The deal has engendered much discussion among the analysts, particularly with respect to the price paid and the original contracting party. DryShips tried to head off discussion of the former by describing the vessels as having high specification and over $3 million in extras per vessel. Nevertheless, Pareto, Oppenheimer and Morgan Stanley suggest that the company paid a premium of $11 million, $38 million and $50 million respectively for the entire package based upon their analyses. The bigger question arose when the observant analysts noted that Mr. Economou’s private company, Cardiff Marine, had a similar order in place, raising the question as to whether the vessels were in fact purchased from Cardiff or were purchased directly from Samsung. Management made it clear that the transaction was done directly with the shipyard.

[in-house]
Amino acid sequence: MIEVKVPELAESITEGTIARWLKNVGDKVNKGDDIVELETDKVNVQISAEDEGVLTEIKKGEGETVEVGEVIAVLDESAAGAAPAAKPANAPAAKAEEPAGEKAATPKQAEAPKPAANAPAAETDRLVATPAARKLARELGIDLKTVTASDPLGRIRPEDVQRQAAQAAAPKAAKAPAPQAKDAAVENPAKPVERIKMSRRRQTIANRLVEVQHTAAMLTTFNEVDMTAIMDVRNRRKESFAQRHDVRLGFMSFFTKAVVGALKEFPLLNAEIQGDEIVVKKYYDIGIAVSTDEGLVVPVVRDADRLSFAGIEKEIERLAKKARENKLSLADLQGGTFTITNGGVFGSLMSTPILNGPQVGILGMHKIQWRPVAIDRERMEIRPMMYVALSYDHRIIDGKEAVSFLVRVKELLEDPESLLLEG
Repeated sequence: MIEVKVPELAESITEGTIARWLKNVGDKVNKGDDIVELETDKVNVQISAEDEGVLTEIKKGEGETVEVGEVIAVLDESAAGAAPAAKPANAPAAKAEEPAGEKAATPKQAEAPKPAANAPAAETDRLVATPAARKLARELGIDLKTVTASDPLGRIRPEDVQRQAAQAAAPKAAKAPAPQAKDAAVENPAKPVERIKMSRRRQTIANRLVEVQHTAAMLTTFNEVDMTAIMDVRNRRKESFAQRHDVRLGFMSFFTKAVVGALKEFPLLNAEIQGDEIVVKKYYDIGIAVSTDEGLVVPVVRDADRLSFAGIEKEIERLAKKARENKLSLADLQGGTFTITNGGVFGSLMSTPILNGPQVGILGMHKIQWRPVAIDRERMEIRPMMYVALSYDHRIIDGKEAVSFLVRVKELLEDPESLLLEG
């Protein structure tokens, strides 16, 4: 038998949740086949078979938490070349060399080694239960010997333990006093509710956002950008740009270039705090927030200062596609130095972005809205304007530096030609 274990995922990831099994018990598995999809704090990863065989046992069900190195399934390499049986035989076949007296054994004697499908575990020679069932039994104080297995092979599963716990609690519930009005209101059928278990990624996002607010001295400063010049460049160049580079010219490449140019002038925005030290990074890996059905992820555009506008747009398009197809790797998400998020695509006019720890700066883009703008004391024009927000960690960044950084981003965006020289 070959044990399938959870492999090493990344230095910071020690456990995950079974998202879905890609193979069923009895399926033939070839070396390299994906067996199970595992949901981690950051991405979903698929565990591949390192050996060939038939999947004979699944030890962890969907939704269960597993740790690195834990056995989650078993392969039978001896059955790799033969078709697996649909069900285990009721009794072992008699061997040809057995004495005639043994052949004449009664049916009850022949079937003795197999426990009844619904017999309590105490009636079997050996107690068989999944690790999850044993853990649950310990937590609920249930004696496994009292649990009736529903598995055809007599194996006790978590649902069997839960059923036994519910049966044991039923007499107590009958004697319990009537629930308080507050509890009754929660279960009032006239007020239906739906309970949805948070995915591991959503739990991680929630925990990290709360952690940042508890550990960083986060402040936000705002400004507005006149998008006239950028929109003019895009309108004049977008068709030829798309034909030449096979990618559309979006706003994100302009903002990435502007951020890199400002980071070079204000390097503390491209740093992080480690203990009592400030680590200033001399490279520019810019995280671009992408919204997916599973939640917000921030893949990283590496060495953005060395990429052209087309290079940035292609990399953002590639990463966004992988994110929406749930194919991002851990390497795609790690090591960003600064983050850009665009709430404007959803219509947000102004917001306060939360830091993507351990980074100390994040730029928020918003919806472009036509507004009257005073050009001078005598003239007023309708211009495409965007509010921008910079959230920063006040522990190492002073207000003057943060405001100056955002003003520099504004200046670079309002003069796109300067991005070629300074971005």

While speculation on such a move initially centered on containers, DryShips’ need to resolve Ocean Rig’s financing and the speedy recovery in the container space foreclosed that opportunity. While near-term prospects for tankers do not look bright, most analysts believe, as does Mr. Economou, in an improving medium and long-term outlook. In the interim, DryShips is a diversified holding company with interests in dry bulk, crude oil tankers and offshore drilling.

Categories: Uncategorized | January 6th, 2011 | Add a Comment

Sevan Gets an Early Start on the Holiday Season

Last Friday, Sevan Marine ASA successfully sold NOK 700 million of its 14% senior unsecured bonds due in 2014. This was the high end of the expected range (NOK 500 to 700) and reflects healthy investor appetite for the issue. Proceeds will be used for general corporate purposes. The joint lead managers of the transaction were First Securities and Pareto Securities with Arctic Securities, Fearnley Fonds and ING serving as co-managers. Further details of the transaction are shown below in the Guts of the Deal.